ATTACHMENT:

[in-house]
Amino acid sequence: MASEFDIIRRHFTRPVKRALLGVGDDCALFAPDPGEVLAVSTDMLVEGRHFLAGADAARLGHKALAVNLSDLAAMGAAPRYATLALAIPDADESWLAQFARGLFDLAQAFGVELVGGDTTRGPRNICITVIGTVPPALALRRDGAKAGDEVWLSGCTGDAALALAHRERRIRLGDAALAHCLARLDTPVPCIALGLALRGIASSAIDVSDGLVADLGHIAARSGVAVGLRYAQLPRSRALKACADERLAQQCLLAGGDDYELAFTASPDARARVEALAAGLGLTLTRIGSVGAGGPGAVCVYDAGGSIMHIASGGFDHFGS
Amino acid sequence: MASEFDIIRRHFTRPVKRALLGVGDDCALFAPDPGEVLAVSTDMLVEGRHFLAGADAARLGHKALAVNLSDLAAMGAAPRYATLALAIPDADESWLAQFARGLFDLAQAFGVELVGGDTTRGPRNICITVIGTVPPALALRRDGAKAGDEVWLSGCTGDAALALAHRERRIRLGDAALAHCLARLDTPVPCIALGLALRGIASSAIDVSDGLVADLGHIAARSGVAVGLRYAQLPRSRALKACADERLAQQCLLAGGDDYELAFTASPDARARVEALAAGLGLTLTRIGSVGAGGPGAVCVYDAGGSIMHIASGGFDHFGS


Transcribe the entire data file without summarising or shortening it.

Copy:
[in-house]
Amino acid sequence: MASEFDIIRRHFTRPVKRALLGVGDDCALFAPDPGEVLAVSTDMLVEGRHFLAGADAARLGHKALAVNLSDLAAMGAAPRYATLALAIPDADESWLAQFARGLFDLAQAFGVELVGGDTTRGPRNICITVIGTVPPALALRRDGAKAGDEVWLSGCTGDAALALAHRERRIRLGDAALAHCLARLDTPVPCIALGLALRGIASSAIDVSDGLVADLGHIAARSGVAVGLRYAQLPRSRALKACADERLAQQCLLAGGDDYELAFTASPDARARVEALAAGLGLTLTRIGSVGAGGPGAVCVYDAGGSIMHIASGGFDHFGS
Amino acid sequence: MASEFDIIRRHFTRPVKRALLGVGDDCALFAPDPGEVLAVSTDMLVEGRHFLAGADAARLGHKALAVNLSDLAAMGAAPRYATLALAIPDADESWLAQFARGLFDLAQAFGVELVGGDTTRGPRNICITVIGTVPPALALRRDGAKAGDEVWLSGCTGDAALALAHRERRIRLGDAALAHCLARLDTPVPCIALGLALRGIASSAIDVSDGLVADLGHIAARSGVAVGLRYAQLPRSRALKACADERLAQQCLLAGGDDYELAFTASPDARARVEALAAGLGLTLTRIGSVGAGGPGAVCVYDAGGSIMHIASGGFDHFGS